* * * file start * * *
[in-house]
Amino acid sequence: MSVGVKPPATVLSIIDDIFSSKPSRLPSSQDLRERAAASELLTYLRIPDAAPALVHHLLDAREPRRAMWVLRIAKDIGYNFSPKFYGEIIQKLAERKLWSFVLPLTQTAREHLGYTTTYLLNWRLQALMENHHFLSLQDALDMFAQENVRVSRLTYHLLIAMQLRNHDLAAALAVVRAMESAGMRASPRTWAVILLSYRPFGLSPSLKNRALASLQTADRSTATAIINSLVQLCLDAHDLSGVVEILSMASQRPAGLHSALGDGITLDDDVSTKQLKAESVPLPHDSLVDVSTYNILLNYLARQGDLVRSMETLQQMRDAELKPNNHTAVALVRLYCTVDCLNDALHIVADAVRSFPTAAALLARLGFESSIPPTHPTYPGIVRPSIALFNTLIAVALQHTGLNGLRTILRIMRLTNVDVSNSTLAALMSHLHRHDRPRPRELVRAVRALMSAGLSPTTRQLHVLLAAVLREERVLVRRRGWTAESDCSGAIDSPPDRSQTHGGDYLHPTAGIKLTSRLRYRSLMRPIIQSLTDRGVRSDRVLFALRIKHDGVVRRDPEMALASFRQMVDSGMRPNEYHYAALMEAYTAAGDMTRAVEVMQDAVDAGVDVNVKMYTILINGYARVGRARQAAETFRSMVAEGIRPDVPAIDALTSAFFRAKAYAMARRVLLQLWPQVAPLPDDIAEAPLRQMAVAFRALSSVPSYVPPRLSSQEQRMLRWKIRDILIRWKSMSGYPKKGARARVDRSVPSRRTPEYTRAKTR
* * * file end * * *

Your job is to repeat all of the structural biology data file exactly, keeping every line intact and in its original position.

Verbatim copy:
[in-house]
Amino acid sequence: MSVGVKPPATVLSIIDDIFSSKPSRLPSSQDLRERAAASELLTYLRIPDAAPALVHHLLDAREPRRAMWVLRIAKDIGYNFSPKFYGEIIQKLAERKLWSFVLPLTQTAREHLGYTTTYLLNWRLQALMENHHFLSLQDALDMFAQENVRVSRLTYHLLIAMQLRNHDLAAALAVVRAMESAGMRASPRTWAVILLSYRPFGLSPSLKNRALASLQTADRSTATAIINSLVQLCLDAHDLSGVVEILSMASQRPAGLHSALGDGITLDDDVSTKQLKAESVPLPHDSLVDVSTYNILLNYLARQGDLVRSMETLQQMRDAELKPNNHTAVALVRLYCTVDCLNDALHIVADAVRSFPTAAALLARLGFESSIPPTHPTYPGIVRPSIALFNTLIAVALQHTGLNGLRTILRIMRLTNVDVSNSTLAALMSHLHRHDRPRPRELVRAVRALMSAGLSPTTRQLHVLLAAVLREERVLVRRRGWTAESDCSGAIDSPPDRSQTHGGDYLHPTAGIKLTSRLRYRSLMRPIIQSLTDRGVRSDRVLFALRIKHDGVVRRDPEMALASFRQMVDSGMRPNEYHYAALMEAYTAAGDMTRAVEVMQDAVDAGVDVNVKMYTILINGYARVGRARQAAETFRSMVAEGIRPDVPAIDALTSAFFRAKAYAMARRVLLQLWPQVAPLPDDIAEAPLRQMAVAFRALSSVPSYVPPRLSSQEQRMLRWKIRDILIRWKSMSGYPKKGARARVDRSVPSRRTPEYTRAKTR